Doe Run President and CEO, Jerry Pyatt, at the capitol building in Jefferson City
Doe Run President and CEO Jerry Pyatt shares updates about the company, the global lead industry, our workforce and our communities in Southeast Missouri.

Welcome to our Sustainability Report. We are glad you are here. Each year, our sustainability team pulls environmental, social and economic data from across our organization to provide a snapshot of our efforts and accomplishments.

Our report is guided by the widely recognized practices of the Global Reporting Initiative. Reporting is important to The Doe Run Company (Doe Run) to help us meet our commitments to minimize our environmental impact, provide tangible benefits to employees and society, and generate economic contributions to our shareholders, communities and state. Reporting also provides us with an opportunity to identify where improvements can be made.

As we prepare this report, our local, national and global communities are fighting the COVID-19 pandemic. We are concerned for our employees, families, neighbors and society at large. We have taken, and will continue to take, the precautions recommended by the Centers for Disease Control and Prevention, our state and county health departments, and local jurisdictions. We work in an industry where employee hygiene and personal protective equipment are a part of daily life, so we were better equipped to address the measures necessary to protect one another. We are also supporting those on the front lines of health care by providing protective gear where we are able.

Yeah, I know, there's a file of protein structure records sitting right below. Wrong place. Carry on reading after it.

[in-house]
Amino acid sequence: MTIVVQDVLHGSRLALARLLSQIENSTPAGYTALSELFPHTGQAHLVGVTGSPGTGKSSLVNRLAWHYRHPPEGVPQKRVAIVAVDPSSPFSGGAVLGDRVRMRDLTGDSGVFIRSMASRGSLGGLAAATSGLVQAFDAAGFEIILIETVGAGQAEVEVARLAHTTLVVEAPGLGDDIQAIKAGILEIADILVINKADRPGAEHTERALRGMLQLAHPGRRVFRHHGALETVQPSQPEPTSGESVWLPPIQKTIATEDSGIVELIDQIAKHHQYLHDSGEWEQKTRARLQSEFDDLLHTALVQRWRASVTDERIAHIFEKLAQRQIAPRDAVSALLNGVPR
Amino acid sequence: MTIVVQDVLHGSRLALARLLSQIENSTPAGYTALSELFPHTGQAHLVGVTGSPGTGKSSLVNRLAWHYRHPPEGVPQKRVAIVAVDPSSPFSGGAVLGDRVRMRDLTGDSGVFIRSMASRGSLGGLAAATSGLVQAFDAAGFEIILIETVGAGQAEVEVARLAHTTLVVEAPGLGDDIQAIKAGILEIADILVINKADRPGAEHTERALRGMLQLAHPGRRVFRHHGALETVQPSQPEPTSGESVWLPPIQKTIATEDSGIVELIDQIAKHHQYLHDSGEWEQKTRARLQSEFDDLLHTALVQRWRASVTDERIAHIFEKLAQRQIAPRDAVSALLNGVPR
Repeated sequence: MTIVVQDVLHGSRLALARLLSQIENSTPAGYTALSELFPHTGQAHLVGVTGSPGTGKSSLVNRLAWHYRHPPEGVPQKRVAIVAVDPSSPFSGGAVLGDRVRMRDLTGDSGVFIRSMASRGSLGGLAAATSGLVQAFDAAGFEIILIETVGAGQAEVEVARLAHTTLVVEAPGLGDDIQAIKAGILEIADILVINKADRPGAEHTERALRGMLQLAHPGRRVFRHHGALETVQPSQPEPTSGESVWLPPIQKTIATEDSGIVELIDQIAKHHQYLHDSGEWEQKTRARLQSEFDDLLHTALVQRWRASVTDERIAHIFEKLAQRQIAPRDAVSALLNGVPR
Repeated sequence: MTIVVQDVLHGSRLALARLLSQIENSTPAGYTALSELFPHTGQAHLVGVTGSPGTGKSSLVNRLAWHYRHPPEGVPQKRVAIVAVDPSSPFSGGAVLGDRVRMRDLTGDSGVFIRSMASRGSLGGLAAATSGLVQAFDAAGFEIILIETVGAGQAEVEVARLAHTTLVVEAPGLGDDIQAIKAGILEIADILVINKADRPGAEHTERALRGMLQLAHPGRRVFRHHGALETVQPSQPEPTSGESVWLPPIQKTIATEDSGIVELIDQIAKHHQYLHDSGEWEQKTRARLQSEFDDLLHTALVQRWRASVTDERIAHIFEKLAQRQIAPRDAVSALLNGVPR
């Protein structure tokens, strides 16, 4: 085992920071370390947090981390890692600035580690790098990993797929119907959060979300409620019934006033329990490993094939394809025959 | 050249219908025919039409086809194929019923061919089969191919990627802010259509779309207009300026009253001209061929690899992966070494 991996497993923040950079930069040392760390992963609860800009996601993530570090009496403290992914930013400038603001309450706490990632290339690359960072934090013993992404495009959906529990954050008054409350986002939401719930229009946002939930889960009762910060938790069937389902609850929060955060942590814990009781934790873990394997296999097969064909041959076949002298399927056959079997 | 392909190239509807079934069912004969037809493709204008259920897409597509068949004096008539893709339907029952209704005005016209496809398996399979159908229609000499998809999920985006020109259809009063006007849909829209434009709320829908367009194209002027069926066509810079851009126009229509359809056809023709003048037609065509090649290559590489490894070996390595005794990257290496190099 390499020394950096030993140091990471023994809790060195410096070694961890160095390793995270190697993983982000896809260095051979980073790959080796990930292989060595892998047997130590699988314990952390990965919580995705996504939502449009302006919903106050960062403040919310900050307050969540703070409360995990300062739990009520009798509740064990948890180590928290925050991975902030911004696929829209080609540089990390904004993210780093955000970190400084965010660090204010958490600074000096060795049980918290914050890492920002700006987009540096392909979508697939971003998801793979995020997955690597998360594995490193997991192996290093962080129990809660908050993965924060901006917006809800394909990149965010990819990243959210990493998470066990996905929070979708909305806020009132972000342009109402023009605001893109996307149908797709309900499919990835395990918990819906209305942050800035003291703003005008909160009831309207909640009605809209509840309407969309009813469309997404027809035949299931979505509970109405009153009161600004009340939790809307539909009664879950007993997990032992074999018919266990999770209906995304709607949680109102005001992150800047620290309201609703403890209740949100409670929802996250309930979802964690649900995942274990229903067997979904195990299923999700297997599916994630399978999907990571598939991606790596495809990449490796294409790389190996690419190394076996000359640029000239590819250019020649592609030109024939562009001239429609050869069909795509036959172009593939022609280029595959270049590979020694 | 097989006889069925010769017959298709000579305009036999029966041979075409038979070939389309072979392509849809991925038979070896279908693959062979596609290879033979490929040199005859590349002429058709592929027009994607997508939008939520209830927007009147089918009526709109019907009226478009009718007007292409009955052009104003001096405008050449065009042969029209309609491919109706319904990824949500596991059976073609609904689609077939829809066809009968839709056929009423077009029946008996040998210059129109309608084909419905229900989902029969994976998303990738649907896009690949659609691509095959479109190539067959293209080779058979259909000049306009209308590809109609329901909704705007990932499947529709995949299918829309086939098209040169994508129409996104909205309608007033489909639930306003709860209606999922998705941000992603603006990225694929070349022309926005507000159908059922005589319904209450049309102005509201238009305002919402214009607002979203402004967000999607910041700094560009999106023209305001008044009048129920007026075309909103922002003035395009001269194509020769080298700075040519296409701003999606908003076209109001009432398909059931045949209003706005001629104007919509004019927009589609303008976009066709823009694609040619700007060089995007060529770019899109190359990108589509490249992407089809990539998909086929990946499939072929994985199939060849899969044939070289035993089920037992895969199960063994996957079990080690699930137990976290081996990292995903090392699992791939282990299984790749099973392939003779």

Metal mining and recycling are considered essential industries because of their important role in supporting the manufacturing of critical products. This has enabled us to continue to operate during the pandemic. Even so, we are not immune to the economic impact of the virus, and are working during a period of significantly low metal prices. In June 2020, the extended period of low lead prices and decreased demand for our products related to COVID-19 economic impacts meant we had to reduce our workforce. We did so by offering voluntary early retirement incentives, postponing the filling of many open positions and, as a last resort, reducing our workforce by 33. These impacts will be reflected in the workforce summary in next year’s report. Decisions like these are never easy, yet are made to help sustain our business for the long term. We believe these measures will be sufficient for the foreseeable future.

Contributing to Our Communities

When we ask community members what matters to them, most tell us that the availability of good-paying jobs is of primary importance. As one of the largest employers in the area, we are working to provide good jobs in Southeast Missouri. In total, Doe Run provides $112.3 million in payroll to over 1,100 Missouri employees, and supports a total of 3,480 direct, indirect and induced jobs. Doe Run also strives to buy locally. We prioritize working with local vendors, and spent over $169 million with 665 Missouri vendors, representing 45% of our total spending last year. Our economic contribution to Missouri – at about $1.1 billion – is approximately half of the total economic contribution of the entire lead battery industry in Missouri.